Brookhaven Lab Launches Computational Science Initiative
Leveraging computational science expertise and investments across the Laboratory to tackle "big data" challenges
October 22, 2014
Blue Gene/Q Supercomputer at Brookhaven National Laboratory
UPTON, NY—Building on its capabilities in computational science and data management, the U.S. Department of Energy's (DOE) Brookhaven National Laboratory is embarking upon a major new Computational Science Initiative (CSI). This program will leverage computational science expertise and investments across multiple programs at the Laboratory—including the flagship facilities that attract thousands of scientific users each year—further establishing Brookhaven as a leader in tackling the "big data" challenges at the frontiers of scientific discovery. Key partners in this endeavor include nearby universities such as Columbia, Cornell, New York University, Stony Brook, and Yale, and IBM Research.
"The CSI will bring together under one umbrella the expertise that drives [the success of Brookhaven's scientific programs] to foster cross-disciplinary collaboration and make optimal use of existing technologies, while also leading the development of new tools and methods that will benefit science both within and beyond the Laboratory."
— Robert Tribble
"Advances in computational science and management of large-scale scientific data developed at Brookhaven Lab have been a key factor in the success of the scientific programs at the Relativistic Heavy Ion Collider (RHIC), the National Synchrotron Light Source (NSLS), the Center for Functional Nanomaterials (CFN), and in biological, atmospheric, and energy systems science, as well as our collaborative participation in international research endeavors, such as the ATLAS experiment at Europe's Large Hadron Collider," said Robert Tribble, Brookhaven Lab's Deputy Director for Science and Technology, who is leading the development of the new initiative. "The CSI will bring together under one umbrella the expertise that drives this success to foster cross-disciplinary collaboration and make optimal use of existing technologies, while also leading the development of new tools and methods that will benefit science both within and beyond the Laboratory."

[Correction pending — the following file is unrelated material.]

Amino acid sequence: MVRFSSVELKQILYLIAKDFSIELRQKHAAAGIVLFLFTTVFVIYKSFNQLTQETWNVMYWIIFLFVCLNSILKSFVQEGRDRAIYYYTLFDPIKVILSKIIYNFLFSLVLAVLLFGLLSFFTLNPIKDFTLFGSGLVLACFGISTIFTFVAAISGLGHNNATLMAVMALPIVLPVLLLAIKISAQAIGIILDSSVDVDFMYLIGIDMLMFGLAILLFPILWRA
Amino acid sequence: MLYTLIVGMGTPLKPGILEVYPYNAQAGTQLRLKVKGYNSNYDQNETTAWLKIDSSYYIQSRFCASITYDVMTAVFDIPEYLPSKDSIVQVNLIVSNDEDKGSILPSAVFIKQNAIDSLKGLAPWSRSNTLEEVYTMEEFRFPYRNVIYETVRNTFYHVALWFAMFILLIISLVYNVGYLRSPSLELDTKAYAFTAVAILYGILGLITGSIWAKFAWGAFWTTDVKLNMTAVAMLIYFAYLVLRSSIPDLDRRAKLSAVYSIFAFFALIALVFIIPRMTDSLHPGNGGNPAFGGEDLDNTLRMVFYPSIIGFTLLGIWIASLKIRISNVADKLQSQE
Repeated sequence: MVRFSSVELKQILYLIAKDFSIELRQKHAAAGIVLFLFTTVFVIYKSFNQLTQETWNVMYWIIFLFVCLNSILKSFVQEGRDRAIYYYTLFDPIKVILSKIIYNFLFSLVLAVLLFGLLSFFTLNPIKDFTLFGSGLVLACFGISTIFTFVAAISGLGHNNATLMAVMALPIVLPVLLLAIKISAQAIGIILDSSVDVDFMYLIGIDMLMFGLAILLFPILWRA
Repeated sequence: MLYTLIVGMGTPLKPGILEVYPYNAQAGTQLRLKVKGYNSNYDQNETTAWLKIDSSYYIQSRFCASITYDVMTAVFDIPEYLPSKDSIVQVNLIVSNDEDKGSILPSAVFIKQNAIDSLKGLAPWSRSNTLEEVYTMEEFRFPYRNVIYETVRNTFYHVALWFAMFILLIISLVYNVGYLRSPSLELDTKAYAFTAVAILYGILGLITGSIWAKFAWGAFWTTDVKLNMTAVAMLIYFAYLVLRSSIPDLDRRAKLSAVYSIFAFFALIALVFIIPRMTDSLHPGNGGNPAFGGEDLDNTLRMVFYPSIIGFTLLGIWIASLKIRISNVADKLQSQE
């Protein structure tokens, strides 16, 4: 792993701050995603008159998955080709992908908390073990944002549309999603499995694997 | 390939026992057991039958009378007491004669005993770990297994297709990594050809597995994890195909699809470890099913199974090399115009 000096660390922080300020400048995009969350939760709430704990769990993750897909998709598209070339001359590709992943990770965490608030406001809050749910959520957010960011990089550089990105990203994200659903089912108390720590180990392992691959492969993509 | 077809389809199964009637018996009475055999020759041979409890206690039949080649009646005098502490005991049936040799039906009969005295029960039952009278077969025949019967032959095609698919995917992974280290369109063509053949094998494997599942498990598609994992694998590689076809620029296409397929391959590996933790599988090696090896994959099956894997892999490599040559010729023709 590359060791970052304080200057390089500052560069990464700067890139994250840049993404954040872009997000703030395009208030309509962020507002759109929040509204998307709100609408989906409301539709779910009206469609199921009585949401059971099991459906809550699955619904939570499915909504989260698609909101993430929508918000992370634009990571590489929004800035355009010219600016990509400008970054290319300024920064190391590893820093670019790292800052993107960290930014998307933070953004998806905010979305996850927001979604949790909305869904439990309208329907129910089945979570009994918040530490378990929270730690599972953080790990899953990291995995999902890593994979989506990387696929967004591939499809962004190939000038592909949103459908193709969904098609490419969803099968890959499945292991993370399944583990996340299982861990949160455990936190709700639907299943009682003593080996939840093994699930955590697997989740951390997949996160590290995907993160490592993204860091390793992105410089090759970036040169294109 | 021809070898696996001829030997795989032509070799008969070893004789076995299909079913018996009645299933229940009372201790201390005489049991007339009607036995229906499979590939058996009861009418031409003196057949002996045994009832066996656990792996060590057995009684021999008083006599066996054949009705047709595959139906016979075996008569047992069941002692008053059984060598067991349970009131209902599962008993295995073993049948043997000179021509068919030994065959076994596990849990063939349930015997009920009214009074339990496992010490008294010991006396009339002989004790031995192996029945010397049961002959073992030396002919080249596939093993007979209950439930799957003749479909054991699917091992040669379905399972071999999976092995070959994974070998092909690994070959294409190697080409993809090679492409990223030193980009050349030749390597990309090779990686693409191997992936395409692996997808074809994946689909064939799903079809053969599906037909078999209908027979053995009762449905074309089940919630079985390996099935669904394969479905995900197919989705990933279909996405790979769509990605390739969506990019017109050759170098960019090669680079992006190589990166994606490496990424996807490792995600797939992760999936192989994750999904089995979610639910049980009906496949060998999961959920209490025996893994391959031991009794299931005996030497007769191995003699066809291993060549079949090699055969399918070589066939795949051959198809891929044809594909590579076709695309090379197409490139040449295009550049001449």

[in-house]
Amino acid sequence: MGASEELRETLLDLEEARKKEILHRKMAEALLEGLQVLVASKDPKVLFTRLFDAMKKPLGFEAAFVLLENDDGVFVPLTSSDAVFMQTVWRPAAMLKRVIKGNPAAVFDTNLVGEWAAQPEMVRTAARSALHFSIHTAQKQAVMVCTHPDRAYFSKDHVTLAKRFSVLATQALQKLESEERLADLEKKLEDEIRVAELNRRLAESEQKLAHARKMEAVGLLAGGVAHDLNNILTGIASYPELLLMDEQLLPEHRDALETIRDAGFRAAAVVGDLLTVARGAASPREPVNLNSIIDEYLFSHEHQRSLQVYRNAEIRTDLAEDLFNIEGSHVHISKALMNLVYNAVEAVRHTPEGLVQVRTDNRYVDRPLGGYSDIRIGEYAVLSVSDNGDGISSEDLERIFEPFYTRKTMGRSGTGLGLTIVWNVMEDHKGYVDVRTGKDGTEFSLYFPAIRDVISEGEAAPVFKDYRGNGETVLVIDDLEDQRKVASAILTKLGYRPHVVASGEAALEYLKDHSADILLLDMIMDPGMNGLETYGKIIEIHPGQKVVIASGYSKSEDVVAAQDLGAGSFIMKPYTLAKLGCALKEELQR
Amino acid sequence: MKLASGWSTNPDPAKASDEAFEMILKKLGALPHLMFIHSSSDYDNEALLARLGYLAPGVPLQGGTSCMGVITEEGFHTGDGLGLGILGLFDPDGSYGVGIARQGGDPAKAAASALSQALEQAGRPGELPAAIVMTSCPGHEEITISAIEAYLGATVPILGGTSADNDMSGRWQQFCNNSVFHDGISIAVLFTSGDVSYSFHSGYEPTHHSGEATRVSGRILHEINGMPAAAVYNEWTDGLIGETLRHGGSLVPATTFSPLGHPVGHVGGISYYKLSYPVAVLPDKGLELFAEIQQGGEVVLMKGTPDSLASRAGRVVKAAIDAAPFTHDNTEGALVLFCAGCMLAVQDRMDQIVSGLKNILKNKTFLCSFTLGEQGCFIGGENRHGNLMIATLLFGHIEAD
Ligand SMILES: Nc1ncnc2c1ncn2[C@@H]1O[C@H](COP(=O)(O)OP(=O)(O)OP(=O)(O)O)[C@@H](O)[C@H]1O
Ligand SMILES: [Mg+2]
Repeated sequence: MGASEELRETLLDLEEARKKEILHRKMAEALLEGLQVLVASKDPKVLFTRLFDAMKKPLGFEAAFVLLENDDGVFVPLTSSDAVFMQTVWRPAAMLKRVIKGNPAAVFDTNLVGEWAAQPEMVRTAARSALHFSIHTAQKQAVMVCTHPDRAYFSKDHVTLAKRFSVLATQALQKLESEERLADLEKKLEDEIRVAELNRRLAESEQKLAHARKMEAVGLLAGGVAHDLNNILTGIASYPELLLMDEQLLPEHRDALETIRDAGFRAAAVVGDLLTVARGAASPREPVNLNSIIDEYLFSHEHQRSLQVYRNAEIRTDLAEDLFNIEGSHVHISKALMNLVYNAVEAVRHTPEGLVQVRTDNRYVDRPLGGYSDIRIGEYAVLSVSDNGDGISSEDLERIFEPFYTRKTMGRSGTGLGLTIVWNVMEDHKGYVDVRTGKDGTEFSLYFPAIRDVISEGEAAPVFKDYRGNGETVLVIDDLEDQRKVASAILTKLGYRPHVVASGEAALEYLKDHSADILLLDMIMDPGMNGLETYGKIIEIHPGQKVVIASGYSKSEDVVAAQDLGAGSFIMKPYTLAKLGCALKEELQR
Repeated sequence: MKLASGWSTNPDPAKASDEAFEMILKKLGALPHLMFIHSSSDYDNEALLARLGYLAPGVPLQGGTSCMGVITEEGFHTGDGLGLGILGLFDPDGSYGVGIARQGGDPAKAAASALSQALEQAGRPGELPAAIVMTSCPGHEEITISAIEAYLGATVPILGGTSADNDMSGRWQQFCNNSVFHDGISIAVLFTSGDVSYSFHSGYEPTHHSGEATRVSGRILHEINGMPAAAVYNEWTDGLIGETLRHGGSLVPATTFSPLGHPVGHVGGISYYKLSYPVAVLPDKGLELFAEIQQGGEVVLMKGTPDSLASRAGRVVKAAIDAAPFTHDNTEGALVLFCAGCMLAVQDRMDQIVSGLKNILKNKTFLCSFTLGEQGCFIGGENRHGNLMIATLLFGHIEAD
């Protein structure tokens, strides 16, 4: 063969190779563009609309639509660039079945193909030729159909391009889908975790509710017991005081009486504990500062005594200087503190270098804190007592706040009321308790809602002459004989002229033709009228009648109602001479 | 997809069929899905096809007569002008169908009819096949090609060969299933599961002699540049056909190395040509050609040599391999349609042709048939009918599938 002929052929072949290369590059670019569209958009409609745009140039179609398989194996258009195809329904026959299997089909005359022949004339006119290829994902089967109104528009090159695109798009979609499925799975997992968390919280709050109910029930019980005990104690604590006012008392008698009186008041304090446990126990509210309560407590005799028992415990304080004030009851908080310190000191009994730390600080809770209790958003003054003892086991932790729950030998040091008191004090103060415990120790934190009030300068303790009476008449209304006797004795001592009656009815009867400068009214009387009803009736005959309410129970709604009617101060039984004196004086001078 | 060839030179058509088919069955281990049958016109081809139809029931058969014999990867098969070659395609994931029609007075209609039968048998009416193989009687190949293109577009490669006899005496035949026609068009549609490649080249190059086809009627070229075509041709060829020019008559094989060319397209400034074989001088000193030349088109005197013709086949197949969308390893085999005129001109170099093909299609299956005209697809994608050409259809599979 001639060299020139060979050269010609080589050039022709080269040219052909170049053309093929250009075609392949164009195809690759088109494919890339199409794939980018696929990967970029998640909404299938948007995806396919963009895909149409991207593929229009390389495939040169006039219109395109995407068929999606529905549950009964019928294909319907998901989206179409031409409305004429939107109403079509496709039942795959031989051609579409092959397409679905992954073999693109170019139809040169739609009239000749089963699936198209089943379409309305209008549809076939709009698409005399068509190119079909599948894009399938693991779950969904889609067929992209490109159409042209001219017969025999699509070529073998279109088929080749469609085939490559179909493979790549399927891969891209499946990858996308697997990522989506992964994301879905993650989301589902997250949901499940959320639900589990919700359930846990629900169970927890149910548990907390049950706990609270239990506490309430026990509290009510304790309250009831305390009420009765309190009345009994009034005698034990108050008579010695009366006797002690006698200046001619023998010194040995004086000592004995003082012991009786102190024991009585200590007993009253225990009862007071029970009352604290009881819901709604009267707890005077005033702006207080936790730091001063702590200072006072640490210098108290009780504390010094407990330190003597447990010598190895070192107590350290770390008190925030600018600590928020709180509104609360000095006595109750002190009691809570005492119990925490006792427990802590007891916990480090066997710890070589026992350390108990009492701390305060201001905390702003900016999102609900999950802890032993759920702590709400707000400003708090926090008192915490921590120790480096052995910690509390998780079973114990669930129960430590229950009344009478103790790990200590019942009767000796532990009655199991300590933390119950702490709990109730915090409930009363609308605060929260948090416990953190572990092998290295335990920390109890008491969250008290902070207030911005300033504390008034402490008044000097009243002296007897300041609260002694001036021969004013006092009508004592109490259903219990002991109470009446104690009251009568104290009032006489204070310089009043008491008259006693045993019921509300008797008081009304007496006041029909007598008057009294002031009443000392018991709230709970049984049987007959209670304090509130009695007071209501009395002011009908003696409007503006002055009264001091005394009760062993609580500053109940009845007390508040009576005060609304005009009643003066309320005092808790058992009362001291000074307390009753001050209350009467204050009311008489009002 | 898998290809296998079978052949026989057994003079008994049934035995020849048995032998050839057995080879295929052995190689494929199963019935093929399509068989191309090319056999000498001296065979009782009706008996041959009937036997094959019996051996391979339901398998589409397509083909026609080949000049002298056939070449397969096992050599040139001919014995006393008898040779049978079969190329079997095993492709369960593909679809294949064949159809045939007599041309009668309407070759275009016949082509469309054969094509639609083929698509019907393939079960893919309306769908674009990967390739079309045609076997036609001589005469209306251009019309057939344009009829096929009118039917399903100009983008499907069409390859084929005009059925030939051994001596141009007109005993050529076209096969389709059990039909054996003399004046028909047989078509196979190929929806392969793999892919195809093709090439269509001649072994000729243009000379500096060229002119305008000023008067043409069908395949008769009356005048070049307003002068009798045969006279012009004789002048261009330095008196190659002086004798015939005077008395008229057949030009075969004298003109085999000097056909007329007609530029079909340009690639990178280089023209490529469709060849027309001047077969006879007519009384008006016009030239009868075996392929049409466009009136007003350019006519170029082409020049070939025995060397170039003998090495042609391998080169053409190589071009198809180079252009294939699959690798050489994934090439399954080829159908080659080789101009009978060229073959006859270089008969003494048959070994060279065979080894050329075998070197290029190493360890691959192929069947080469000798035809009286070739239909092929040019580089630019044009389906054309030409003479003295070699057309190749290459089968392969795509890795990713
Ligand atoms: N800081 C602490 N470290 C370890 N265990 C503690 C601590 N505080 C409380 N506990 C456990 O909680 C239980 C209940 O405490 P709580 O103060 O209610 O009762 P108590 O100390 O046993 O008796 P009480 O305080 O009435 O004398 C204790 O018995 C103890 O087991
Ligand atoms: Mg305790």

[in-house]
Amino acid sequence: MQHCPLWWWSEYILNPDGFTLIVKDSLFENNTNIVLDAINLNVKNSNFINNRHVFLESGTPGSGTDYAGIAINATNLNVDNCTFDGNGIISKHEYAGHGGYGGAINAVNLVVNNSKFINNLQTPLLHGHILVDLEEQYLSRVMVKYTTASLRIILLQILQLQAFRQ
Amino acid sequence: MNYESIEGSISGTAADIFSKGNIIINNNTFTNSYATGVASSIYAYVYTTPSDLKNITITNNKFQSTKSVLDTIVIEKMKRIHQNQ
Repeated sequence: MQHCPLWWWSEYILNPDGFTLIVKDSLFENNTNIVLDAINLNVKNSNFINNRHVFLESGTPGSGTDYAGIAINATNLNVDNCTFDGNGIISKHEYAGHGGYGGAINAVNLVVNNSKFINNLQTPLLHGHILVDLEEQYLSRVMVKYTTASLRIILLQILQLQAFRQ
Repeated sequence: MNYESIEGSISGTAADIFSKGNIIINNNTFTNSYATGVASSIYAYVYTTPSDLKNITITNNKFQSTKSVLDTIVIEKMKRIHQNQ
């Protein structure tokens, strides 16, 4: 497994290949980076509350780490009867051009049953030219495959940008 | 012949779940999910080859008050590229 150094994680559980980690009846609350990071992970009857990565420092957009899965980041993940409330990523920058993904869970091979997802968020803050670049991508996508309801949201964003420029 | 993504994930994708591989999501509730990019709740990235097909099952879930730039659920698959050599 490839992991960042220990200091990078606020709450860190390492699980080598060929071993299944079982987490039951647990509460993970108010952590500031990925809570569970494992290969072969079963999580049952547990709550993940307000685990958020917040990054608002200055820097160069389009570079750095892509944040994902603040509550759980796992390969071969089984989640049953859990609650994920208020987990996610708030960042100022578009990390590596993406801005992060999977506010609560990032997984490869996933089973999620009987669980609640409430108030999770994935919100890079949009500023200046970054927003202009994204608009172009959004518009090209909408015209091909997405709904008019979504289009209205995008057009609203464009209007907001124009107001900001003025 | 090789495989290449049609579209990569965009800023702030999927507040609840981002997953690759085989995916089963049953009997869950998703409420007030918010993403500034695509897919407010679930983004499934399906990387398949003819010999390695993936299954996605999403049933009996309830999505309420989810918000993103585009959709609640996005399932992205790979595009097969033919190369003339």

A centerpiece of the initiative will be a new Center for Data-Driven Discovery (C3D) that will serve as a focal point for this activity. Within the Laboratory it will drive the integration of intellectual, programmatic, and data/computational infrastructure with the goals of accelerating and expanding discovery by developing critical mass in key disciplines, enabling nimble response to new opportunities for discovery or collaboration, and ultimately integrating the tools and capabilities across the entire Laboratory into a single scientific resource. Outside the Laboratory C3D will serve as a focal point for recruiting, collaboration, and communication.
The people and capabilities of C3D are also integral to the success of Brookhaven's key scientific facilities, including those named above, the new National Synchrotron Light Source II (NSLS-II), and a possible future electron ion collider (EIC) at Brookhaven. Hundreds of scientists from Brookhaven and thousands of facility users from universities, industry, and other laboratories around the country and throughout the world will benefit from the capabilities developed by C3D personnel to make sense of the enormous volumes of data produced at these state-of-the-art research facilities.
The CSI in conjunction with C3D will also host a series of workshops/conferences and training sessions in high-performance computing—including annual workshops on extreme-scale data and scientific knowledge discovery, extreme-scale networking, and extreme-scale workflow for integrated science. These workshops will explore topics at the frontier of data-centric, high-performance computing, such as the combination of efficient methodologies and innovative computer systems and concepts to manage and analyze scientific data generated at high volumes and rates.